Softened water needs less soap because it makes the water “wetter”. Plus the soap dissolves easier. The 2 T. amount is perfect for this scenario.
There are many types and variations of hard water so this is where you may have to tweak it. The recipe stays the same regardless – it’s just the amount that may change. Typically the 2 T. will work very well for smaller or less dirty loads. If you have larger or dirtier loads try 3 T. and if need be 4 T. Each person will have to find the right amount based on their water supply and quality (and size of washer). We have the largest non-commercial size washer we could buy, hard water and lots of dirt, sweat and animal poop stains and 4 T. is the most I’ve ever had to use. Someone in some other part of the country with way different water made need more than that sometimes. But even that is WAY LESS than the big ol’ cups of commercial powdered detergents or the cost of the “concentrated” liquids that everyone still pours the same amounts of as the old regular bottles! They’re banking on our habits!
Old top load washers and new High efficiency front load washers are another point to clarify. This recipe works great for both! HE washers need less soap and don’t like too many bubbles. This recipe is naturally a non-sudsy type.
I’ll throw this little factoid into the wash too: the day that I wrote this post we were completely out of homemade laundry soap (we do laundry every day here) and we used bottled liquid commercial laundry detergent (that I keep as an emergency back-up) to wash our clothes! I added this to point out that we don’t want to ever let ourselves become proud or arrogant about the “better” choices we make for our health. There are days and even seasons where all we can do is pray that the laundry gets done at all – regardless of what is used to wash it! If you are there right now – that’s okay. We do the best we can each day!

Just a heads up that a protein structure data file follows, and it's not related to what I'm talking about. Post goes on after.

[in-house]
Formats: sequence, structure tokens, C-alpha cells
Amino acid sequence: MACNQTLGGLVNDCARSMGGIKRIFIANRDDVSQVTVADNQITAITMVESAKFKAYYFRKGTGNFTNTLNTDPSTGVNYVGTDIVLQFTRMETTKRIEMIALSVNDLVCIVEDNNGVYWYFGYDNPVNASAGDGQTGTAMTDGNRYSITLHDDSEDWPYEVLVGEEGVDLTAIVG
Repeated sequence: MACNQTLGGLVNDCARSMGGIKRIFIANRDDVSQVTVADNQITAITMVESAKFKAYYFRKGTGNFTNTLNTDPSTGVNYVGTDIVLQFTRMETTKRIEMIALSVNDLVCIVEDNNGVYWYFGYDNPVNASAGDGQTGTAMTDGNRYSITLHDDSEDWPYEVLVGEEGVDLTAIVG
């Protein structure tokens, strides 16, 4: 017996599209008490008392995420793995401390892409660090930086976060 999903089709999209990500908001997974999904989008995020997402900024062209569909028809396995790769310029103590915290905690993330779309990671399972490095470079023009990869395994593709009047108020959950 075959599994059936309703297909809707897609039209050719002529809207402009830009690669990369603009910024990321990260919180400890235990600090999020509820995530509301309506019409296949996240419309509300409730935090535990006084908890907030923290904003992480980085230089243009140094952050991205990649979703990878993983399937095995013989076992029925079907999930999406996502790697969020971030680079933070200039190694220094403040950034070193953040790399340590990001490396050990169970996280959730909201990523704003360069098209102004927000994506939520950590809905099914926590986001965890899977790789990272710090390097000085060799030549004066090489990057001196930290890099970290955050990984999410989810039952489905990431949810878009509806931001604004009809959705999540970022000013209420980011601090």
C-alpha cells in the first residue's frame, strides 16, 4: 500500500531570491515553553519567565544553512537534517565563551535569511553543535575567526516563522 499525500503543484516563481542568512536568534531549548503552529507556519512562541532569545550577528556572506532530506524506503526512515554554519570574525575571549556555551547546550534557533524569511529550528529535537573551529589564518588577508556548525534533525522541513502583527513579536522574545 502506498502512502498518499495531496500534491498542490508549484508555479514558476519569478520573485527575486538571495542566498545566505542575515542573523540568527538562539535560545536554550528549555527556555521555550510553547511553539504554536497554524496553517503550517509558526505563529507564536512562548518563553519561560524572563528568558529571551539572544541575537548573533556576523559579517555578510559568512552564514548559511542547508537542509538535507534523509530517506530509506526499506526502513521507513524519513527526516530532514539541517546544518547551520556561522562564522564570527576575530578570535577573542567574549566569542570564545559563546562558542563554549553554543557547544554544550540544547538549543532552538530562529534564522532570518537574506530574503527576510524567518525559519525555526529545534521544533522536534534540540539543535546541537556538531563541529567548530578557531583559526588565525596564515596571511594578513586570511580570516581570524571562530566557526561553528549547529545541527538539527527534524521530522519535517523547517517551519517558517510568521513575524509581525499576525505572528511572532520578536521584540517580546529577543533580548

Fabric Softener Recipe
Another question I have gotten over the years is “How about fabric softener?” Well, years ago, after having just come out of Downey detox I still thought we had to use a fabric softener but just needed a purer, safer version. So, I used the one I’m about to tell you. But, I finally came to realize that we don’t really need any fabric softener at all these days. “Back in the day” when the guys had to wear stiff-as-a-board brand new Dungarees, Wranglers and Levis they needed a little help to sit down. Today almost every fabric is soft as silk straight from the store! That being said, here is what I used to use as a very effective fabric softener, rinse and smelly-good…
- 1 Tablespoon white distilled vinegar
- 2-3 drops pure essential oil (whatever one you like)
Pour into fabric softener compartment of washer or in top load washer at rinse time.